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MRI Measurement of Placental Perfusion and Fetal Blood Oxygen Saturation in Normal Pregnancy and Placental Insufficiency

Research output: Chapter in Book/Report/Conference proceedingChapter

Rosalind Aughwane, Magdalena Sokolska, Alan Bainbridge, David Atkinson, Giles Kendall, Jan Deprest, Tom Vercauteren, Anna L. David, Sébastien Ourselin, Andrew Melbourne

Original languageEnglish
Title of host publicationMedical Image Computing and Computer Assisted Intervention – MICCAI 2018 - 21st International Conference, 2018, Proceedings
EditorsGabor Fichtinger, Christos Davatzikos, Carlos Alberola-López, Alejandro F. Frangi, Julia A. Schnabel
PublisherSpringer Verlag
Number of pages8
ISBN (Print)978-3-030-00933-5
Publication statusPublished - 2018
Event21st International Conference on Medical Image Computing and Computer Assisted Intervention, MICCAI 2018 - Granada, Spain
Duration: 16 Sep 201820 Sep 2018

Publication series

NameLecture Notes in Computer Science (including subseries Lecture Notes in Artificial Intelligence and Lecture Notes in Bioinformatics)
Volume11071 LNCS
ISSN (Print)0302-9743
ISSN (Electronic)1611-3349


Conference21st International Conference on Medical Image Computing and Computer Assisted Intervention, MICCAI 2018

King's Authors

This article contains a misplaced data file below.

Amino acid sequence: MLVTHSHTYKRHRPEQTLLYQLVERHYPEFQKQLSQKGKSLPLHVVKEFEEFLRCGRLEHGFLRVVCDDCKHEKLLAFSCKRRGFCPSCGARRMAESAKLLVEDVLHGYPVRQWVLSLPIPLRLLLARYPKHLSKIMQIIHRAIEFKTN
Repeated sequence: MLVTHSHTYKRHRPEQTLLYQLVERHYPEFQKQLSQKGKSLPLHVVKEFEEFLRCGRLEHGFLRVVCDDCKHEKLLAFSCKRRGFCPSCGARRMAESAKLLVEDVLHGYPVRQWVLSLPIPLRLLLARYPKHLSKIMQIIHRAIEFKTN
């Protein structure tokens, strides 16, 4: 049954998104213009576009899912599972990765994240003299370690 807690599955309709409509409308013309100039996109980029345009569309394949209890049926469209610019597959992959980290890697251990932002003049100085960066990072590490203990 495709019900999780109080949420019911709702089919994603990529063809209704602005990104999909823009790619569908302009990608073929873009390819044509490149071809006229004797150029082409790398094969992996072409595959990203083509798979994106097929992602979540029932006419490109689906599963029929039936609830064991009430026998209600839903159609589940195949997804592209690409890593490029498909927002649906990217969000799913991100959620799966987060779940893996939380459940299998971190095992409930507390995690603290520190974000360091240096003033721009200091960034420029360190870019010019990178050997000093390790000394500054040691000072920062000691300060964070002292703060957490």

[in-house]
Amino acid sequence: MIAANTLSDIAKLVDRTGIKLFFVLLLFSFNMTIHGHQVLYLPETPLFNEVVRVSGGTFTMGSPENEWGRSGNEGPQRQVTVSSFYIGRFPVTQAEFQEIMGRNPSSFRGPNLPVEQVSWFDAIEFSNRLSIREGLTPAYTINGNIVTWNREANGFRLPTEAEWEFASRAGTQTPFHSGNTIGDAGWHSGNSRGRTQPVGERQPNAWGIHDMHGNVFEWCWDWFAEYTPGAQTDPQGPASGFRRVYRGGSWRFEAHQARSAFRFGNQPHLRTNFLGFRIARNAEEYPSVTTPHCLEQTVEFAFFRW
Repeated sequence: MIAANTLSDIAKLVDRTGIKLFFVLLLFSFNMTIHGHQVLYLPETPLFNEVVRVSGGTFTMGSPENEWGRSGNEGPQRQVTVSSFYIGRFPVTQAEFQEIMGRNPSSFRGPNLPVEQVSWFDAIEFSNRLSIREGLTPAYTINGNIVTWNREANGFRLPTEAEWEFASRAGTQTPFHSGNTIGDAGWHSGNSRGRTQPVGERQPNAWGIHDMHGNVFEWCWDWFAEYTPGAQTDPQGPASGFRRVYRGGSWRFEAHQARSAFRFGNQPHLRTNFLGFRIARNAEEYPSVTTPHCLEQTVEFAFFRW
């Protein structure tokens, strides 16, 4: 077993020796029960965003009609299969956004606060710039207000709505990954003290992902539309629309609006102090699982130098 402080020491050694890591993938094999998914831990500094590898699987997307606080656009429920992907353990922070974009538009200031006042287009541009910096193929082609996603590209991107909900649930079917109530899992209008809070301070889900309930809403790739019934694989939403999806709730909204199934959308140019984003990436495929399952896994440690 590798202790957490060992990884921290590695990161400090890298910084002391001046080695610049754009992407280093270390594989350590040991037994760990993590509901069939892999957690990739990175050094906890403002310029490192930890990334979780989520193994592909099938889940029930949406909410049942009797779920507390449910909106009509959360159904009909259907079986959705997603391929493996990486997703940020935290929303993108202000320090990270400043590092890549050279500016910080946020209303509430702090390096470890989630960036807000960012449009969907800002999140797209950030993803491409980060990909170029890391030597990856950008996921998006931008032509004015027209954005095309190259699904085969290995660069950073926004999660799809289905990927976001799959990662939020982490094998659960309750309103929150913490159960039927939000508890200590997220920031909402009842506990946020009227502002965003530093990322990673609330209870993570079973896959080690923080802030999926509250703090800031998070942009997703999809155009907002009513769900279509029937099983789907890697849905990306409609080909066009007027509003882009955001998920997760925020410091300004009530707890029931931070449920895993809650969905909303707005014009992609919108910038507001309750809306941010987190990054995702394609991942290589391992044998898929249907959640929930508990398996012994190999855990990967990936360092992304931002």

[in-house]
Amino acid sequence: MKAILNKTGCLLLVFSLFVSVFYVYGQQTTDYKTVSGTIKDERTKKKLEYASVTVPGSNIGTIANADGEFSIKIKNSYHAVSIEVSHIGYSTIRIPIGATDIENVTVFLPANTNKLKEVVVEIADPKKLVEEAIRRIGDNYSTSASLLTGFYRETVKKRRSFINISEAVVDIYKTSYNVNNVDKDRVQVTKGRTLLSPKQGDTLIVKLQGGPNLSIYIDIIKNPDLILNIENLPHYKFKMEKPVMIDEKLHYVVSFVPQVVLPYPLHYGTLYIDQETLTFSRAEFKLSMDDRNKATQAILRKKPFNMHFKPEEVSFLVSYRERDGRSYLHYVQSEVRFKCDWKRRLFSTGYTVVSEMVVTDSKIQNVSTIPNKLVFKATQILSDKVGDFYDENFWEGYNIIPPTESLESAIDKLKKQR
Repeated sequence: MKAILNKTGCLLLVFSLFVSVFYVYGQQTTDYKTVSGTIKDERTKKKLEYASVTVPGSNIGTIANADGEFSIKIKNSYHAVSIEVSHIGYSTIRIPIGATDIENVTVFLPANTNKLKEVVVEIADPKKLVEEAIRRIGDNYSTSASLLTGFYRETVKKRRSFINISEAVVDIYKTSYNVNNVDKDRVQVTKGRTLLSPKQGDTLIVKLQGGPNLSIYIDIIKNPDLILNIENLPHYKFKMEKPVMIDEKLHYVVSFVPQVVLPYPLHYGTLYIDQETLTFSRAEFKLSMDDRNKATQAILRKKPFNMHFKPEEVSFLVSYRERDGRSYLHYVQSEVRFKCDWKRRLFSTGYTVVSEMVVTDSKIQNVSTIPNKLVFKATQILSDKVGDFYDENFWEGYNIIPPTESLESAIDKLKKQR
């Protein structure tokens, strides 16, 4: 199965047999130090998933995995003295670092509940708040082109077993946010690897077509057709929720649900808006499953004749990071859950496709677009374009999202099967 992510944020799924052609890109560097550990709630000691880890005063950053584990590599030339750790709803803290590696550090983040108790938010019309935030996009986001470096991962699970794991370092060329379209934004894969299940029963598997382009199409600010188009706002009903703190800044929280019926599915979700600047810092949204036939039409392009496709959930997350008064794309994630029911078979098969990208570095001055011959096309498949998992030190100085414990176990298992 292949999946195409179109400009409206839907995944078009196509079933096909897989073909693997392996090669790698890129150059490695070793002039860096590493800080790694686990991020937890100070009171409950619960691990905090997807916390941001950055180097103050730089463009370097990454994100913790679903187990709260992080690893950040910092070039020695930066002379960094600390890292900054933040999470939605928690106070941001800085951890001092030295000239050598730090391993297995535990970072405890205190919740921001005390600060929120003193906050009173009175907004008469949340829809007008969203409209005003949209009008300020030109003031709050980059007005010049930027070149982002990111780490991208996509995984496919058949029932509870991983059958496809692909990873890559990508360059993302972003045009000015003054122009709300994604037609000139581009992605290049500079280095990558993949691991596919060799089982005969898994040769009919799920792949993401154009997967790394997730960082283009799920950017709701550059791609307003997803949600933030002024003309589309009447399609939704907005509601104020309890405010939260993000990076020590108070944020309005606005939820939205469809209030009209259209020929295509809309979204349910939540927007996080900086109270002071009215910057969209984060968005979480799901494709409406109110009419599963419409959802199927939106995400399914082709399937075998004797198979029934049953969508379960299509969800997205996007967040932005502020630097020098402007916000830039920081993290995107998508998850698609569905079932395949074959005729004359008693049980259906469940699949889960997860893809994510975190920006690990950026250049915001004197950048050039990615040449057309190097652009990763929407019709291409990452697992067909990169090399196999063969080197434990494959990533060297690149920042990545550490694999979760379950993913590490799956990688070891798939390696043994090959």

The placenta is essential for successful pregnancy outcome. Inadequate placenta development leads to poor placental perfusion and placental insufficiency, responsible for one third of antenatal stillbirths. Current imaging modalities provide poor clinical assessment of placental perfusion and pregnancy outcome. In this work we propose a technique to estimate the vascular properties of retro-placenta myometrial and placental perfusion. The fetal blood saturation is a relative unknown, thus we describe a method to simultaneously estimate the fetal blood volume in addition to the fetal blood T2 relaxation time from which we can estimate this parameter. This information may prove useful for predicting if and when a placenta will fail, and thus when a small baby must be delivered to have the best neurological outcome. We report differences in vascular compartments and saturation values observed between 5 normal pregnancies, and two complicated by placental insufficiency.

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